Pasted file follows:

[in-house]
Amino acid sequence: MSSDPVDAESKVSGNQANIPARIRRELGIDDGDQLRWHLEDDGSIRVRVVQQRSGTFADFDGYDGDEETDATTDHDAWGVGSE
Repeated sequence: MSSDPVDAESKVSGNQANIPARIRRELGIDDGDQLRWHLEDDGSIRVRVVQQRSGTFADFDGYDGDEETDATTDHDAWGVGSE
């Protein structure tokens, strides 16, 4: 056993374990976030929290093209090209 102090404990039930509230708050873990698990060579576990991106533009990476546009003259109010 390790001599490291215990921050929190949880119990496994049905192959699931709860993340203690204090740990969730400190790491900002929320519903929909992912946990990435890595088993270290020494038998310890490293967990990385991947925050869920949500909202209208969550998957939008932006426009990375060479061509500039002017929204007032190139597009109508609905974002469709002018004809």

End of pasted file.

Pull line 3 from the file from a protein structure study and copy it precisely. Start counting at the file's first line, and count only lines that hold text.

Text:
Repeated sequence: MSSDPVDAESKVSGNQANIPARIRRELGIDDGDQLRWHLEDDGSIRVRVVQQRSGTFADFDGYDGDEETDATTDHDAWGVGSE